LA PAZ, (Reuters) – A high-profile scientific expedition in the Bolivian Andes revealed 20 species new to science, including a “lilliputian frog” along with four re-discovered species including the “devil-eyed frog” previously thought to be extinct, says Conservation International.
The expedition was led by the environmental group and the capital’s government La Paz. It included 17 scientists who went to the Chawi Grande, an area that belongs to the indigenous Huaylipaya community near La Paz.
“The astounding rediscovery of once thought extinct species, especially so close to the city of La Paz, demonstrates how sustainable development that embraces nature conservation can secure long-term biodiversity protection,” International Conservation said in a statement.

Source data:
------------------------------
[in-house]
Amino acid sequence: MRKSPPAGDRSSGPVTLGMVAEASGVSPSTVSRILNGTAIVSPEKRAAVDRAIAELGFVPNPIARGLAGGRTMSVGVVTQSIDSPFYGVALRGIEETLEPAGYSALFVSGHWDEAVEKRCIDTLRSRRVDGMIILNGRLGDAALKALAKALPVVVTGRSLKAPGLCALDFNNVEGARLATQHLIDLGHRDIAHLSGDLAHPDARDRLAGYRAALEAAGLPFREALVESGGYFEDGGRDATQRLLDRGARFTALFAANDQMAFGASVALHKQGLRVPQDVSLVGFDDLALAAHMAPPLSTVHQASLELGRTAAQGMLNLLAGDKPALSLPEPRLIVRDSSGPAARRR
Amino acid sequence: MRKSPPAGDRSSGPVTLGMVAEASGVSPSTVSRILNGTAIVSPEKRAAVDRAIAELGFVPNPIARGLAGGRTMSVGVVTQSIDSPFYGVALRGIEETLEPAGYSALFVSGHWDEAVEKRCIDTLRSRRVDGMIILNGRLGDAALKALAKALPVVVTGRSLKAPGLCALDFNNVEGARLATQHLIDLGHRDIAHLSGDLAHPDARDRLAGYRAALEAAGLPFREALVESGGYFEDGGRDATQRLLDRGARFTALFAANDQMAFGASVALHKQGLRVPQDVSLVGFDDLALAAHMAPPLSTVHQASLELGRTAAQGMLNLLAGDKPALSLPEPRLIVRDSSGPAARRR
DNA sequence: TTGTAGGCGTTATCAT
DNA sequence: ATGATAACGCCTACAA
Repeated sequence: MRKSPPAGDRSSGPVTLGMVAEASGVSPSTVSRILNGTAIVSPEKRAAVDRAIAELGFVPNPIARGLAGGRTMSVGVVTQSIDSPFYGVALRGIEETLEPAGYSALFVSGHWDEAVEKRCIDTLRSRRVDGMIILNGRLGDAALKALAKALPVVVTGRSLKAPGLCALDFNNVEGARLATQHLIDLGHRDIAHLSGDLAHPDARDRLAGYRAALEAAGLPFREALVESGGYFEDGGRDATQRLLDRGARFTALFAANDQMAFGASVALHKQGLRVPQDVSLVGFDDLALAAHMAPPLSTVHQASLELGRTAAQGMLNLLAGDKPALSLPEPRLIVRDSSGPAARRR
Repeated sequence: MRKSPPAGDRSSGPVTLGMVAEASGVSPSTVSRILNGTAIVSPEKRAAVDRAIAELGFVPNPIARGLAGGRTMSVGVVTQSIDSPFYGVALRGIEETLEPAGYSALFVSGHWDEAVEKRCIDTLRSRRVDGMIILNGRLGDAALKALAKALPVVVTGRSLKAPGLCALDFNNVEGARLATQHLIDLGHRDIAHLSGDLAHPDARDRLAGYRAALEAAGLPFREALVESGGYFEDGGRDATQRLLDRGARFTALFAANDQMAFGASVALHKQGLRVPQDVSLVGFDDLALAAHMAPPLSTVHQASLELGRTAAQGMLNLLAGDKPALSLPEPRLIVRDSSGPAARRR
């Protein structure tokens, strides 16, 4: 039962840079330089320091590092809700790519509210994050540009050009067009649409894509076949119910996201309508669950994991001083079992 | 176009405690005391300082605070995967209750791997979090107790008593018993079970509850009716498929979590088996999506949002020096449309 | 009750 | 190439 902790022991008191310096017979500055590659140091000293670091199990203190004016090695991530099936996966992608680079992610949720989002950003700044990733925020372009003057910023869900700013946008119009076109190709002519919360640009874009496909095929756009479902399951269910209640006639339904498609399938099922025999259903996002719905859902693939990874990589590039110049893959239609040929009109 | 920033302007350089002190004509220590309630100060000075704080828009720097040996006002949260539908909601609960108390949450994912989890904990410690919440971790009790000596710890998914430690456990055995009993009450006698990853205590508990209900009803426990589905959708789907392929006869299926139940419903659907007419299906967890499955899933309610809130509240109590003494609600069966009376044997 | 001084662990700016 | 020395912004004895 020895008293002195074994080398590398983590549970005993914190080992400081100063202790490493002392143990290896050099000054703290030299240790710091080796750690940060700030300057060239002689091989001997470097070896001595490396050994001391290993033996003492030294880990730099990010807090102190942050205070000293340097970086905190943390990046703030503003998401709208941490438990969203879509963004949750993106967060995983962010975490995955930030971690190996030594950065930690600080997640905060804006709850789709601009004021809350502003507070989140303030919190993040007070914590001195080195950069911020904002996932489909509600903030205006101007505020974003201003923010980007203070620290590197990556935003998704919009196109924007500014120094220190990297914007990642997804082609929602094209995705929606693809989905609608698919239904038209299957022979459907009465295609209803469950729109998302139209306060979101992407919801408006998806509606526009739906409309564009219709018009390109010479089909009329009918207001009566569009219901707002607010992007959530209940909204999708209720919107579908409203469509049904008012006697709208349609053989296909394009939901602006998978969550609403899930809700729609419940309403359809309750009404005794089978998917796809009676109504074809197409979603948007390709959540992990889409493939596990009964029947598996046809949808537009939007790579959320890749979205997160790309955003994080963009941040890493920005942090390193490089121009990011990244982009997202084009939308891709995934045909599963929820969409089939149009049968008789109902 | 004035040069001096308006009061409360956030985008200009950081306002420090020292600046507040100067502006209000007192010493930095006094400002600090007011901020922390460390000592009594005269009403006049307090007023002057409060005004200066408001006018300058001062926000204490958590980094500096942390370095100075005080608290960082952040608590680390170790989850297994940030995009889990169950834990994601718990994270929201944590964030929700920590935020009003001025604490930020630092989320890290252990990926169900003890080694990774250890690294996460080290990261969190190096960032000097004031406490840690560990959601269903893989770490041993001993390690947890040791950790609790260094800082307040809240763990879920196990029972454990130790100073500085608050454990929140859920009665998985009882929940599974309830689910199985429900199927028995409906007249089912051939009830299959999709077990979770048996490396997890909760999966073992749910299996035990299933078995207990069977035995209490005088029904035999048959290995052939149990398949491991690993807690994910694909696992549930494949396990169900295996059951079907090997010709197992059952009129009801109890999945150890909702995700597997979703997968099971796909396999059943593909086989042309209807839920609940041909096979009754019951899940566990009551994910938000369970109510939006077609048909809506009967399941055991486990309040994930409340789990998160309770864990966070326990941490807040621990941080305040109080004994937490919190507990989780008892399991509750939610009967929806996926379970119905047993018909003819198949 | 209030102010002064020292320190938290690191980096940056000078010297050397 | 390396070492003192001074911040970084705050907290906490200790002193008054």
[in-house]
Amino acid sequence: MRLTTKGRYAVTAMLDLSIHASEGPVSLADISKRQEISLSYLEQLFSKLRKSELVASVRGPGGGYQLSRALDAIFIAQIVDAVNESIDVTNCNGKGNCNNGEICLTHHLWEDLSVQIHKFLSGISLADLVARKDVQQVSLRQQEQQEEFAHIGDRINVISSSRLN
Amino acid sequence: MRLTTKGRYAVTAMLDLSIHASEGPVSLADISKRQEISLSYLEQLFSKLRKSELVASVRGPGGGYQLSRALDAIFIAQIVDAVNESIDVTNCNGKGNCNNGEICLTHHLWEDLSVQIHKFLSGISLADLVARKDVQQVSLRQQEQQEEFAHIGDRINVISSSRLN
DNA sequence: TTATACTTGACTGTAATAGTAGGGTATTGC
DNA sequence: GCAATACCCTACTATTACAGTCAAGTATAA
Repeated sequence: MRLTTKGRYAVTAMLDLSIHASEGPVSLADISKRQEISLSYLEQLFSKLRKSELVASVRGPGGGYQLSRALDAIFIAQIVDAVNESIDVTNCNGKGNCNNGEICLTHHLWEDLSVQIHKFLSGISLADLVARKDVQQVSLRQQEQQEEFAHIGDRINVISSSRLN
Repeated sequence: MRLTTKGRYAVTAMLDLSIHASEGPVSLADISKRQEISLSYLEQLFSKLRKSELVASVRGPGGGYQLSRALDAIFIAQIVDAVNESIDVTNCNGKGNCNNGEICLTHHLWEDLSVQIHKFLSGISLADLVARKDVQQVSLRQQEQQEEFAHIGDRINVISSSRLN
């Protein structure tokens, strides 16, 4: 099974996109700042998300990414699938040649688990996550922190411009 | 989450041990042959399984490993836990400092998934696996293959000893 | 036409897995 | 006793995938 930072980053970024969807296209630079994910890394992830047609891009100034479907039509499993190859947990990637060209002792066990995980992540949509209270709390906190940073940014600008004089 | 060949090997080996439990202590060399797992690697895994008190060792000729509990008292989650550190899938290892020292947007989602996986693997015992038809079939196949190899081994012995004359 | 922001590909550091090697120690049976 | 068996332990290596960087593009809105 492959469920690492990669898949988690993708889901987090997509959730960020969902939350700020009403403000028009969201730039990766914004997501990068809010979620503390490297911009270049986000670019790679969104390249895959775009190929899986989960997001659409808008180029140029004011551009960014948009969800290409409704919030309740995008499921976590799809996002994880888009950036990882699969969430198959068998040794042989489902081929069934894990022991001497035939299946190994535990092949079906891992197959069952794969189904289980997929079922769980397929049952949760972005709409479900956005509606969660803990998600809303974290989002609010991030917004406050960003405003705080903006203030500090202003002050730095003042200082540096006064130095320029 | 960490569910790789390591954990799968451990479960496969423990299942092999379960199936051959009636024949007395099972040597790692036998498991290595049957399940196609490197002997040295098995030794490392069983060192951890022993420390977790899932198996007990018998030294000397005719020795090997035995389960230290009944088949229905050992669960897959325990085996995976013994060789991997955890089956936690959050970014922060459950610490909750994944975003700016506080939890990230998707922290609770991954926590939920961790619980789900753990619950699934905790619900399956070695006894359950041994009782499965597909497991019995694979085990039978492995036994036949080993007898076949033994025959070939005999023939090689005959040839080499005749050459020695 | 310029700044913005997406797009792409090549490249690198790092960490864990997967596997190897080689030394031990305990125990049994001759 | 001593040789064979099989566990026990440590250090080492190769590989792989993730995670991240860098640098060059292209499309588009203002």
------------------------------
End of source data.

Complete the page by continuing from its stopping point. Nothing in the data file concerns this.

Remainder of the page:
The lilliputian frog measures only about 10 millimeters in length, making it one of the smallest amphibians in the world.
“Due to their small size and habit of living in tunnels under the thick layers of moss in the cloud forest, they were difficult to find even by tracking their frequent calls,” said the environmental group.
Four new butterfly species have also been discovered, including two species of “metal mark butterflies”, which feed on flower nectar in open areas and clear forests.
The “devil’s-eye frog, previously known only by one individual observed more than 20 years ago, was found to be relatively abundant in the cloud forest,” the group said.
Previous expeditions trying to find this black frog with red eyes ended up empty handed.
Also rediscovered was the “Alzatea verticillata,” a small flowering tree formerly known only from a single record in Bolivia and discovered on this expedition after 127 years.
“There have been numerous trips to Bolivia to find this mysterious tree over the years. All failed until now, ”said Conservation International.